Law in the Internet Society

The Rapidly Evolving Global Private Market of Cyber-Surveillance

-- By DonnaZamir - 11 Oct 2019

In recent years, we have occasionally been provided with high-profile reports describing private entities who offer cutting-edge cyber-surveillance services to other wealthy entities, for varied purposes. An area once dominated by countries and government officials, is now becoming a highly lucrative global industry, eminently comprised of private actors.

Among the prominent names that gained much attention in the global media are Dark Matter, NSO group, Hacking Team, and Gamma Group; yet, there are many other less-known private companies and individuals, who are also deeply involved in the cyber-spying global market.

These private entities engage in activities described by various terms, such as cyber-surveillance; cyber-spying; competitive or business intelligence. While the conduct of these entities is of high interest, most of their activity remains unknown to the general public.

Some Features of the Private Cyber-Surveillance Market

The private cyber-surveillance market provides services to both private as well as public entities.

Private customers include organizations and individuals who are seeking information about their business competitors or other rivalries.

Government and other state officials are typically interested in using cyber-surveillance for fighting terrorism and other types of criminal conduct. However, as we are intermittently informed, state actors may also apply these services for surveilling human rights activists, journalists, political opponents and even "ordinary" individuals. The hiring procedures of these private cyber-spies are usually conducted "under the radar", without any official tenders or other type of public process.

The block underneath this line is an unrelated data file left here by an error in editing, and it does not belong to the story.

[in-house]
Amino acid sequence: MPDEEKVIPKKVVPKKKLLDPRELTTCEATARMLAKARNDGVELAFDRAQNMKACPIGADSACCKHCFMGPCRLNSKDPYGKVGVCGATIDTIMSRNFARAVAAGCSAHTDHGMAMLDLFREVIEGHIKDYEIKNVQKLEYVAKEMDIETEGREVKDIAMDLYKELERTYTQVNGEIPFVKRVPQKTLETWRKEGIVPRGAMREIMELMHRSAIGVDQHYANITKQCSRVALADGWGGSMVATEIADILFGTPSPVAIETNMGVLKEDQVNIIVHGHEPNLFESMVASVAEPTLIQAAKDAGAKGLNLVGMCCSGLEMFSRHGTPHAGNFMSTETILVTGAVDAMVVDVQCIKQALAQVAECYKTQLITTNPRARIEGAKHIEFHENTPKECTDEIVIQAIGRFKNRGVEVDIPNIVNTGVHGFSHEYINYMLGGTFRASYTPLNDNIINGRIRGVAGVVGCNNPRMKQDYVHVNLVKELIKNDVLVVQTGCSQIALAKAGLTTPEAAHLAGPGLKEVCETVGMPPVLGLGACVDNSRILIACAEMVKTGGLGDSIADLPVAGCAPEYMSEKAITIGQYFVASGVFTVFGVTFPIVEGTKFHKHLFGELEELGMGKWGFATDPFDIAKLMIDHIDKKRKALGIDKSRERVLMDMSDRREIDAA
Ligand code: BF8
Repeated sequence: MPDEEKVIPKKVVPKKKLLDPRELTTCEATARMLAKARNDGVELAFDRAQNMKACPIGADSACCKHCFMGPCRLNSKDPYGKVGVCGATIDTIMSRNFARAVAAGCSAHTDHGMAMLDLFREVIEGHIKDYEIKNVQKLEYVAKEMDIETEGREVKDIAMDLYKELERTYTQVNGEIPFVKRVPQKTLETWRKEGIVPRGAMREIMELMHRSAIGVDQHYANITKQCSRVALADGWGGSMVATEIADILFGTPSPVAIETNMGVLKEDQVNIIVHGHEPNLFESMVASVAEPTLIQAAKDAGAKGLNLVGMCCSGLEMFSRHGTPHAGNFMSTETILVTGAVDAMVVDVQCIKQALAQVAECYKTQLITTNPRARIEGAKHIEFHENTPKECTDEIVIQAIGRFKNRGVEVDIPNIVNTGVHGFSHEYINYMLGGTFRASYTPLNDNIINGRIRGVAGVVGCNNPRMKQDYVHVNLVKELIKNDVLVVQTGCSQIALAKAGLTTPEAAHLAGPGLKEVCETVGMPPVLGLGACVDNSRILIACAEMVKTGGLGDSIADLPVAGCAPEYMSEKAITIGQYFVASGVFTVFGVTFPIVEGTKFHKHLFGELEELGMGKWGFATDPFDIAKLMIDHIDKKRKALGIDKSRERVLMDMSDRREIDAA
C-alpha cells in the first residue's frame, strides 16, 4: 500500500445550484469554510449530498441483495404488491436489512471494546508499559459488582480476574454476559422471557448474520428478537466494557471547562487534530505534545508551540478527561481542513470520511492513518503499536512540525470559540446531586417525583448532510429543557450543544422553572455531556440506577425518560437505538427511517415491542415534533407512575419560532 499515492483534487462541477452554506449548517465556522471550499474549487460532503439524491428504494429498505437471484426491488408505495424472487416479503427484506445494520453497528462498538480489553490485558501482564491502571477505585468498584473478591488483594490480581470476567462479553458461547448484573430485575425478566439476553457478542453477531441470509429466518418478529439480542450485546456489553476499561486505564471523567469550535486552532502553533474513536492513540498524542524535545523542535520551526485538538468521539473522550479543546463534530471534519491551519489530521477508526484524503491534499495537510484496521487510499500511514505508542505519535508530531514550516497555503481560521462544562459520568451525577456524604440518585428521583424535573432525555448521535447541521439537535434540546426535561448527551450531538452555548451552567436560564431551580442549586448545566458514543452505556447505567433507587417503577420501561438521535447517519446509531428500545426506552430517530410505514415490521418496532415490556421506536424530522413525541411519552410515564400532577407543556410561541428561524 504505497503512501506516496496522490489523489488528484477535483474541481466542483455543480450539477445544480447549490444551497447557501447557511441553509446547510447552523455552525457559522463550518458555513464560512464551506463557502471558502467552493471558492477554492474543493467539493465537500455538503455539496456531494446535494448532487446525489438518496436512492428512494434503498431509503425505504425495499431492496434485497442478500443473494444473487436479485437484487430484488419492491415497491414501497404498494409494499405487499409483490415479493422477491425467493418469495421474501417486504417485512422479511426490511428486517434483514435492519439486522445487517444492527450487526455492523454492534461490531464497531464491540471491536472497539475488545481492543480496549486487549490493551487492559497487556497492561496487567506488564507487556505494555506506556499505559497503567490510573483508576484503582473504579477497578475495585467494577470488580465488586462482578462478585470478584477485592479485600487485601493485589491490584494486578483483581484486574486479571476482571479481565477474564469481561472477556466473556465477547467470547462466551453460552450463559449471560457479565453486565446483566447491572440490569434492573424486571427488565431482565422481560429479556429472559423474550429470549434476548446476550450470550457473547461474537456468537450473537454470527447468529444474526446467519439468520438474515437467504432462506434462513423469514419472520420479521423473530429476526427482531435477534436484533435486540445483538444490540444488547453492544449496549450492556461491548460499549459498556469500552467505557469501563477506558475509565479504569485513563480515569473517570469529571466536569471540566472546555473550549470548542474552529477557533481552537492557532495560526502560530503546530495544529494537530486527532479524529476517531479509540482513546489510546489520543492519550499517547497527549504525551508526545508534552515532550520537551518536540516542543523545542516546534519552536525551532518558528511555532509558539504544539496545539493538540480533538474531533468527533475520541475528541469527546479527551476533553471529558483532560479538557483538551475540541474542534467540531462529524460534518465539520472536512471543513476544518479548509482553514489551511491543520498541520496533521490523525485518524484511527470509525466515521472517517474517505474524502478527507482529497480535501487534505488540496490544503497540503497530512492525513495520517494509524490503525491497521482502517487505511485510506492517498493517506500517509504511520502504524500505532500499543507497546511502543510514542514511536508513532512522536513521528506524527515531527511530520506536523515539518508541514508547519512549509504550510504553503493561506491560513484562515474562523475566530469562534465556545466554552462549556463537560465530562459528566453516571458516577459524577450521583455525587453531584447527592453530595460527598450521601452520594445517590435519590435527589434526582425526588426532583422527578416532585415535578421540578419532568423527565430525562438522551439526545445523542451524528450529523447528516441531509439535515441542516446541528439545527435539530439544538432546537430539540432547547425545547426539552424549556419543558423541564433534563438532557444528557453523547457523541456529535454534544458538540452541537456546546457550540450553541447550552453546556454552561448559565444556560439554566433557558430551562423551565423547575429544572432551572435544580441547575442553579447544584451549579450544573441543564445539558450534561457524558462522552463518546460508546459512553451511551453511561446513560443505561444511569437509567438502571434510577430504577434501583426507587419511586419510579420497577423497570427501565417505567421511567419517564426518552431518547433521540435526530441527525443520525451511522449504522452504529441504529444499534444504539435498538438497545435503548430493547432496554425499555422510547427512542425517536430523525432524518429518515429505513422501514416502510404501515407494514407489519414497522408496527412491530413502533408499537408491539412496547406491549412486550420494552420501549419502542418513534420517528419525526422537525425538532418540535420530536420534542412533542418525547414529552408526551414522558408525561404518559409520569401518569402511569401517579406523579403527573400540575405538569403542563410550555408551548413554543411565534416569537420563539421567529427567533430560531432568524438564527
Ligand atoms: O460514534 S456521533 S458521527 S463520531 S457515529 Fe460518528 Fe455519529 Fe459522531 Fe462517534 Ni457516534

Furthermore, this rapidly emerging industry is highly comprised of former military and other national security officials. Thus, people who obtained the utmost advanced technological knowledge and expertise while serving their country, subsequently might use this acquired knowledge in the global private market.

Concerns of Massive Human Rights Infringements

It can certainly be argued that this is not a new phenomenon – the sale of weapons and technologies by private actors, including former national security figures, is a long-standing and well-known routine.

Nonetheless, contrary to other means of warfare, the global distribution of cyber-surveillance technologies can be done much faster; can be more far reaching; and is conducted under substantial confidentiality. Thus, in a world with inadequate restrictions and regulations on the cyber-surveillance market, it is now technically possible to surveil entire populations overnight, without (nearly) anyone knowing.

This situation clearly generates serious concern regarding massive infringements of fundamental human and civil rights, such as the rights to privacy; free speech; assemble; movement; and even life and bodily integrity. Various human rights organizations are constantly seeking to raise awareness to the matter and initiate change, albeit without much success.

Who Should be Held Accountable?

In light of the aforesaid, one should ask: what is being done about this? The answer is, in short, very little.

In his recent report on the Surveillance Industry and its Interference with Human Rights, the UN Special Rapporteur on Freedom of Opinion and Expression indicated that the cyber-surveillance industry is currently not subject to any effective global or national control. He therefore called for an immediate moratorium on the sale, transfer and use of surveillance technology, until human rights-compliant regulatory frameworks are in place.

Yet, the answer to the question as to whom should this regulatory framework address, is remarkably complex.